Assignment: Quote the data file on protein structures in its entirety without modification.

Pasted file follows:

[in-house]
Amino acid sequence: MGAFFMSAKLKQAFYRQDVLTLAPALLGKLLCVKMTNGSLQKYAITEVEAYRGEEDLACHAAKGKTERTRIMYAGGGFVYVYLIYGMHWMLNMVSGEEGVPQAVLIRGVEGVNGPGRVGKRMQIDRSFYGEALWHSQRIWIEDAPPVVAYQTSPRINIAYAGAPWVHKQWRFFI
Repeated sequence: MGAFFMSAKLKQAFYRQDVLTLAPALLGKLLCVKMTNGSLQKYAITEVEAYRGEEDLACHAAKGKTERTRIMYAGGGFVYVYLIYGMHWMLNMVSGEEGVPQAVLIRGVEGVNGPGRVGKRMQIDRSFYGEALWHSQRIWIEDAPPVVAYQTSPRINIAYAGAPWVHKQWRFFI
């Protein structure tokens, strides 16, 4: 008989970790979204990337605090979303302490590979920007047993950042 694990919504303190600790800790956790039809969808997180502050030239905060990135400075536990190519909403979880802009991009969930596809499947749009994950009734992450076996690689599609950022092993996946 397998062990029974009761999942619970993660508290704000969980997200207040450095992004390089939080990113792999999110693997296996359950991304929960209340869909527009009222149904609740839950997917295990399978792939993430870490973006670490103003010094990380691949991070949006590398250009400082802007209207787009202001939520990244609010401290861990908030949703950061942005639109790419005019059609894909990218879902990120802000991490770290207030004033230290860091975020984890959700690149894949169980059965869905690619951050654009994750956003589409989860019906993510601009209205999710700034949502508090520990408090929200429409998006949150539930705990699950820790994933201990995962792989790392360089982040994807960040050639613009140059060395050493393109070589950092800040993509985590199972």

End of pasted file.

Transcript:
[in-house]
Amino acid sequence: MGAFFMSAKLKQAFYRQDVLTLAPALLGKLLCVKMTNGSLQKYAITEVEAYRGEEDLACHAAKGKTERTRIMYAGGGFVYVYLIYGMHWMLNMVSGEEGVPQAVLIRGVEGVNGPGRVGKRMQIDRSFYGEALWHSQRIWIEDAPPVVAYQTSPRINIAYAGAPWVHKQWRFFI
Repeated sequence: MGAFFMSAKLKQAFYRQDVLTLAPALLGKLLCVKMTNGSLQKYAITEVEAYRGEEDLACHAAKGKTERTRIMYAGGGFVYVYLIYGMHWMLNMVSGEEGVPQAVLIRGVEGVNGPGRVGKRMQIDRSFYGEALWHSQRIWIEDAPPVVAYQTSPRINIAYAGAPWVHKQWRFFI
């Protein structure tokens, strides 16, 4: 008989970790979204990337605090979303302490590979920007047993950042 694990919504303190600790800790956790039809969808997180502050030239905060990135400075536990190519909403979880802009991009969930596809499947749009994950009734992450076996690689599609950022092993996946 397998062990029974009761999942619970993660508290704000969980997200207040450095992004390089939080990113792999999110693997296996359950991304929960209340869909527009009222149904609740839950997917295990399978792939993430870490973006670490103003010094990380691949991070949006590398250009400082802007209207787009202001939520990244609010401290861990908030949703950061942005639109790419005019059609894909990218879902990120802000991490770290207030004033230290860091975020984890959700690149894949169980059965869905690619951050654009994750956003589409989860019906993510601009209205999710700034949502508090520990408090929200429409998006949150539930705990699950820790994933201990995962792989790392360089982040994807960040050639613009140059060395050493393109070589950092800040993509985590199972």